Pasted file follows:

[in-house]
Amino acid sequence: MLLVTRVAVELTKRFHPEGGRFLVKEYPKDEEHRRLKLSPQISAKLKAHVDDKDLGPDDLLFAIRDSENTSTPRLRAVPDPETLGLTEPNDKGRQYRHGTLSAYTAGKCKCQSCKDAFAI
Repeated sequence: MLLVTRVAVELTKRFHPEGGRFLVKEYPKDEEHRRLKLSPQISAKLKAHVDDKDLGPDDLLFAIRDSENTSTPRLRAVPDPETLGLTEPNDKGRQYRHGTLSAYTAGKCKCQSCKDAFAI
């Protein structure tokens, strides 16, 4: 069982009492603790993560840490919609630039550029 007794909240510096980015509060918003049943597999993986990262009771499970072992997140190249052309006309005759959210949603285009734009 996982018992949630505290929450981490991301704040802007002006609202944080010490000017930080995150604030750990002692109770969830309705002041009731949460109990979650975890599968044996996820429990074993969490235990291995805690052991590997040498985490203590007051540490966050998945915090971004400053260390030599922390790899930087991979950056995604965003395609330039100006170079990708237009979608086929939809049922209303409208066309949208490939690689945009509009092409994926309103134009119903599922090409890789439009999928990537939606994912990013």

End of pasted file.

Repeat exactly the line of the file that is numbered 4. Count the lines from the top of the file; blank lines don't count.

């Protein structure tokens, strides 16, 4: 069982009492603790993560840490919609630039550029 007794909240510096980015509060918003049943597999993986990262009771499970072992997140190249052309006309005759959210949603285009734009 996982018992949630505290929450981490991301704040802007002006609202944080010490000017930080995150604030750990002692109770969830309705002041009731949460109990979650975890599968044996996820429990074993969490235990291995805690052991590997040498985490203590007051540490966050998945915090971004400053260390030599922390790899930087991979950056995604965003395609330039100006170079990708237009979608086929939809049922209303409208066309949208490939690689945009509009092409994926309103134009119903599922090409890789439009999928990537939606994912990013």